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Bamboo Mouse?

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geauxflying:
I might just order one and see how it is.  Mice are mostly throw-away quality, this looks like it’s intended to be on one’s desk for a while. There’s virtually no mouse I can buy and expect to use for very long.

I wish there were a high quality mouse, maybe leather covered or something, just something that doesn’t look ratty after a year of use. If anyone has any ideas, let us know. Some of us are using grandpa’s model F keyboard. I would venture a guess that nobody is using grandpa’s mouse.

Leslieann:

--- Quote from: Findecanor on Fri, 09 July 2021, 07:28:53 ---Bamboo is not necessarily eco-friendly. There are bamboo farms in China that are definitely not.
The bamboo needs to be eco-certified for me to give the eco-claim any weight.
--- End quote ---
Doesn't help that in most cases they still need an aluminum or plastic subframe under that wood. This mouse is actually odd in that it doesn't do that.

That was one of the critiques when Asus released their bamboo laptop line, it used 60-80% of the plastic and then used bamboo on top of that. Sure it's less plastic but at what cost? Between the glues, bamboo, processing, was it really any better for the environment short or long term? On the other hand, that plastic frame may have helped the laptop structurally making the laptop last longer. It's a double edged sword.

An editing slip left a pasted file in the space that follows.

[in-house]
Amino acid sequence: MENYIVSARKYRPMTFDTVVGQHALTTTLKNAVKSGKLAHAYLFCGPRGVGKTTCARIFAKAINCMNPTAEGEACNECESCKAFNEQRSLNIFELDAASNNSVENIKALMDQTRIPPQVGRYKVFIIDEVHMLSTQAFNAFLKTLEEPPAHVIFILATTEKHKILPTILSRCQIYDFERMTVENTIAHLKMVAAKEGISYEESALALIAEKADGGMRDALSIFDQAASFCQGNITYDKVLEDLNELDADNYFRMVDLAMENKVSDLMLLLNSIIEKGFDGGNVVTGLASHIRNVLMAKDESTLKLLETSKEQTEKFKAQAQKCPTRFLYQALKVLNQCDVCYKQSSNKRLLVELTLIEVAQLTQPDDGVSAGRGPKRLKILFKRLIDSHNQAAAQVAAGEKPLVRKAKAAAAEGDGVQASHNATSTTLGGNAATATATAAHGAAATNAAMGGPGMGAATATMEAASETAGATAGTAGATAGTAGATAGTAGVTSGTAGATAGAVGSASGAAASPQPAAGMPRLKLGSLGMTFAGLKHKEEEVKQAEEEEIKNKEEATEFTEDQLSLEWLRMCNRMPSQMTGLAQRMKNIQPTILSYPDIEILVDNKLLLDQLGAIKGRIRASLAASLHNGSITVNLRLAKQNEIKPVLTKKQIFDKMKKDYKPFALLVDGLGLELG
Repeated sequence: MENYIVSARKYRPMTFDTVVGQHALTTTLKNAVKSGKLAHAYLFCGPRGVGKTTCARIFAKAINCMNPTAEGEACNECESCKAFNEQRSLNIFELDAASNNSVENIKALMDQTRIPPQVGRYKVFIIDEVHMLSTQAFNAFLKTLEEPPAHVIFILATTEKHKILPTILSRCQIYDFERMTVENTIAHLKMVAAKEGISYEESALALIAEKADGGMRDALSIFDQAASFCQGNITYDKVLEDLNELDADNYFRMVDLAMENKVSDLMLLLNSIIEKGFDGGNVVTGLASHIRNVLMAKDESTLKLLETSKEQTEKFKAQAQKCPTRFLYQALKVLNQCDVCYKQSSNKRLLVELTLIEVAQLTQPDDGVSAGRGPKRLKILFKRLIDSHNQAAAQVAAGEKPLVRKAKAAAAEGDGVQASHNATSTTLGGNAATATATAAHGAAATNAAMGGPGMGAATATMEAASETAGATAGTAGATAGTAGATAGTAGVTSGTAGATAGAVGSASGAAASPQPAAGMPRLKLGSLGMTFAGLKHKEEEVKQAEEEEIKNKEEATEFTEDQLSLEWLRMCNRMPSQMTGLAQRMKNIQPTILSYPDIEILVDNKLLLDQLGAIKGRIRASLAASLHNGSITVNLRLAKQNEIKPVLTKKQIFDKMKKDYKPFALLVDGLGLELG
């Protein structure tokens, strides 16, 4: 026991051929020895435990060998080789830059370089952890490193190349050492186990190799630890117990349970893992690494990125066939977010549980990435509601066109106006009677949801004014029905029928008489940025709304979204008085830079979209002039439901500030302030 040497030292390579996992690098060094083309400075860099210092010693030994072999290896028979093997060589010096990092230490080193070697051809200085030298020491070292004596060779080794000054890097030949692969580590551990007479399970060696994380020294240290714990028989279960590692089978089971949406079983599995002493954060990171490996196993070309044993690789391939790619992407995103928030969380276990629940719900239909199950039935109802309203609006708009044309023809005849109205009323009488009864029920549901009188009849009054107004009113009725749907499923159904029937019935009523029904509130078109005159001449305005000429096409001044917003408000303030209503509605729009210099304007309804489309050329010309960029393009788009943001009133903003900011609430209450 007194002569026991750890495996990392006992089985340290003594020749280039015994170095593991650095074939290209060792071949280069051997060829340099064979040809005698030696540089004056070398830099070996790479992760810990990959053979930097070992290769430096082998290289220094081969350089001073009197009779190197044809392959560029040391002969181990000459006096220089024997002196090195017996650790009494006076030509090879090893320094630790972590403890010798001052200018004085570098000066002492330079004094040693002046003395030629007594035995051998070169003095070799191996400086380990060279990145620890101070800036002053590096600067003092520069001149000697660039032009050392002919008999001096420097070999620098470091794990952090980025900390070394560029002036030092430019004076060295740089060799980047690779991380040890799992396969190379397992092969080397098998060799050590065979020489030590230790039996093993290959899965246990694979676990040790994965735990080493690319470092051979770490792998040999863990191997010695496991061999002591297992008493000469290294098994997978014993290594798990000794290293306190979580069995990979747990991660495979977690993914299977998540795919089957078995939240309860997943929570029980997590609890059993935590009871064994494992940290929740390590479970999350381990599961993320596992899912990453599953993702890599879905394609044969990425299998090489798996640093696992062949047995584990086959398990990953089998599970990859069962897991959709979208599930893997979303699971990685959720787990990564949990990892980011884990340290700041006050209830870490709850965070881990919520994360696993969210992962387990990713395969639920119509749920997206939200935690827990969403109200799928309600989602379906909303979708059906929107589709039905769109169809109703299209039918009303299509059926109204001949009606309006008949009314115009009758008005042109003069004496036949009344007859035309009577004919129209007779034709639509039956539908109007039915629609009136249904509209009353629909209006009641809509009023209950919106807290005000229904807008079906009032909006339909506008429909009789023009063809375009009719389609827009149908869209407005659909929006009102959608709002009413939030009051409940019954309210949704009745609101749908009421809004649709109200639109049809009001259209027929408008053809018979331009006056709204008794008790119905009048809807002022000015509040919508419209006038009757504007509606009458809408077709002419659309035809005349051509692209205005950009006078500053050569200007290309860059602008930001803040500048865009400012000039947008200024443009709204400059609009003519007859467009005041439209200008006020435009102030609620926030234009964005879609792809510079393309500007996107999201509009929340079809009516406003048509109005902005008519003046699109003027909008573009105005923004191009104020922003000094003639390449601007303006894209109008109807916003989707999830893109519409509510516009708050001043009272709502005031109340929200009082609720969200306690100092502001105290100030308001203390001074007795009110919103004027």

--- Quote from: geauxflying on Fri, 09 July 2021, 20:29:35 ---I wish there were a high quality mouse, maybe leather covered or something, just something that doesn’t look ratty after a year of use. If anyone has any ideas, let us know. Some of us are using grandpa’s model F keyboard. I would venture a guess that nobody is using grandpa’s mouse.

--- End quote ---

Don't expect to ever really see mass produced mice like that.
Good mice are difficult (unlike keyboards) but the real issue is not so much technical but a personal one, mice are highly personal, between hand sizes and holding styles it makes for a bit of a wild west with them. Make the wrong choice and you lose a lot of money on R&D and molds.

There are people who have 3d modeled some popular mice and printed replacement housings (mostly what this mouse was), it wouldn't be too difficult to take that, throw it in cad and modify it to work with aluminum and/or cover it with pretty much anything. Just bear in mind, costs will be quite extreme if you don't have the equipment and skills to do it yourself (probably need a 5 axis). Don't be surprised if you have $1000 (or more) and over a year invested before you get a mouse you're happy with if you have to outsource the milling.

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